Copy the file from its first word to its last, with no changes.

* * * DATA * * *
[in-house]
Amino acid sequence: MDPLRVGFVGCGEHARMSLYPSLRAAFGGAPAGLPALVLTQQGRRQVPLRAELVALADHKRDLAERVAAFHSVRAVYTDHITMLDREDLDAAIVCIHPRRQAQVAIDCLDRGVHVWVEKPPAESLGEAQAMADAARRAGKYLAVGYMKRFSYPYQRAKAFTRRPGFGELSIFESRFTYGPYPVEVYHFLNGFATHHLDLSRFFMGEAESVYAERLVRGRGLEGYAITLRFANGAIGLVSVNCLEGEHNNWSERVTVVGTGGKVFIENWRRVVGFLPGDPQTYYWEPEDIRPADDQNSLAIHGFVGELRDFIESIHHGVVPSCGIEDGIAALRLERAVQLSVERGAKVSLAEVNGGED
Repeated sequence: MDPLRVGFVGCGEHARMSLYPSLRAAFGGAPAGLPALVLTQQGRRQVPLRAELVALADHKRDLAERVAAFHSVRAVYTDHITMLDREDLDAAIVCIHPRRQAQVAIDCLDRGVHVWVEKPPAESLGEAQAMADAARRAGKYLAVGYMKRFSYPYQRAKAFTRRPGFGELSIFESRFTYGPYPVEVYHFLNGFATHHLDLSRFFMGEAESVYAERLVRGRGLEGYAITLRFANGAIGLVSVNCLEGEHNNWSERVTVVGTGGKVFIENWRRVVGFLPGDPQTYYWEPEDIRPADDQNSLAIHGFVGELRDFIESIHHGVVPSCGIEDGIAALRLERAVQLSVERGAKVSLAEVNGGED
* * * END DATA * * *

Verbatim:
[in-house]
Amino acid sequence: MDPLRVGFVGCGEHARMSLYPSLRAAFGGAPAGLPALVLTQQGRRQVPLRAELVALADHKRDLAERVAAFHSVRAVYTDHITMLDREDLDAAIVCIHPRRQAQVAIDCLDRGVHVWVEKPPAESLGEAQAMADAARRAGKYLAVGYMKRFSYPYQRAKAFTRRPGFGELSIFESRFTYGPYPVEVYHFLNGFATHHLDLSRFFMGEAESVYAERLVRGRGLEGYAITLRFANGAIGLVSVNCLEGEHNNWSERVTVVGTGGKVFIENWRRVVGFLPGDPQTYYWEPEDIRPADDQNSLAIHGFVGELRDFIESIHHGVVPSCGIEDGIAALRLERAVQLSVERGAKVSLAEVNGGED
Repeated sequence: MDPLRVGFVGCGEHARMSLYPSLRAAFGGAPAGLPALVLTQQGRRQVPLRAELVALADHKRDLAERVAAFHSVRAVYTDHITMLDREDLDAAIVCIHPRRQAQVAIDCLDRGVHVWVEKPPAESLGEAQAMADAARRAGKYLAVGYMKRFSYPYQRAKAFTRRPGFGELSIFESRFTYGPYPVEVYHFLNGFATHHLDLSRFFMGEAESVYAERLVRGRGLEGYAITLRFANGAIGLVSVNCLEGEHNNWSERVTVVGTGGKVFIENWRRVVGFLPGDPQTYYWEPEDIRPADDQNSLAIHGFVGELRDFIESIHHGVVPSCGIEDGIAALRLERAVQLSVERGAKVSLAEVNGGED